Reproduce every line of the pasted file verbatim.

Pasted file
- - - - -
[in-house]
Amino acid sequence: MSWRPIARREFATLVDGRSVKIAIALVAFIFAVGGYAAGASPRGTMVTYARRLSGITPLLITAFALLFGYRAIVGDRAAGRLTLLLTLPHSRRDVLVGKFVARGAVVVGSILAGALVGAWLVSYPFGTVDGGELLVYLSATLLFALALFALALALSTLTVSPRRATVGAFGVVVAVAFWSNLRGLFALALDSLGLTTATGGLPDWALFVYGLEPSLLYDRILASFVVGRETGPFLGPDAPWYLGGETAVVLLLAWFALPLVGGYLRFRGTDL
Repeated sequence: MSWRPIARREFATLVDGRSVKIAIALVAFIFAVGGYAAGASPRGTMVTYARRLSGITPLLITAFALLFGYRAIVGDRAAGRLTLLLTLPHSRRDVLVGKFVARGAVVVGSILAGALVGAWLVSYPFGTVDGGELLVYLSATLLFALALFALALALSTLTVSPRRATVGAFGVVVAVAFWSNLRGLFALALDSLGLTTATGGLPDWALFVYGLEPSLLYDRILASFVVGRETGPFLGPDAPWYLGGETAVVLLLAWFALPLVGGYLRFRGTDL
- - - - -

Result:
[in-house]
Amino acid sequence: MSWRPIARREFATLVDGRSVKIAIALVAFIFAVGGYAAGASPRGTMVTYARRLSGITPLLITAFALLFGYRAIVGDRAAGRLTLLLTLPHSRRDVLVGKFVARGAVVVGSILAGALVGAWLVSYPFGTVDGGELLVYLSATLLFALALFALALALSTLTVSPRRATVGAFGVVVAVAFWSNLRGLFALALDSLGLTTATGGLPDWALFVYGLEPSLLYDRILASFVVGRETGPFLGPDAPWYLGGETAVVLLLAWFALPLVGGYLRFRGTDL
Repeated sequence: MSWRPIARREFATLVDGRSVKIAIALVAFIFAVGGYAAGASPRGTMVTYARRLSGITPLLITAFALLFGYRAIVGDRAAGRLTLLLTLPHSRRDVLVGKFVARGAVVVGSILAGALVGAWLVSYPFGTVDGGELLVYLSATLLFALALFALALALSTLTVSPRRATVGAFGVVVAVAFWSNLRGLFALALDSLGLTTATGGLPDWALFVYGLEPSLLYDRILASFVVGRETGPFLGPDAPWYLGGETAVVLLLAWFALPLVGGYLRFRGTDL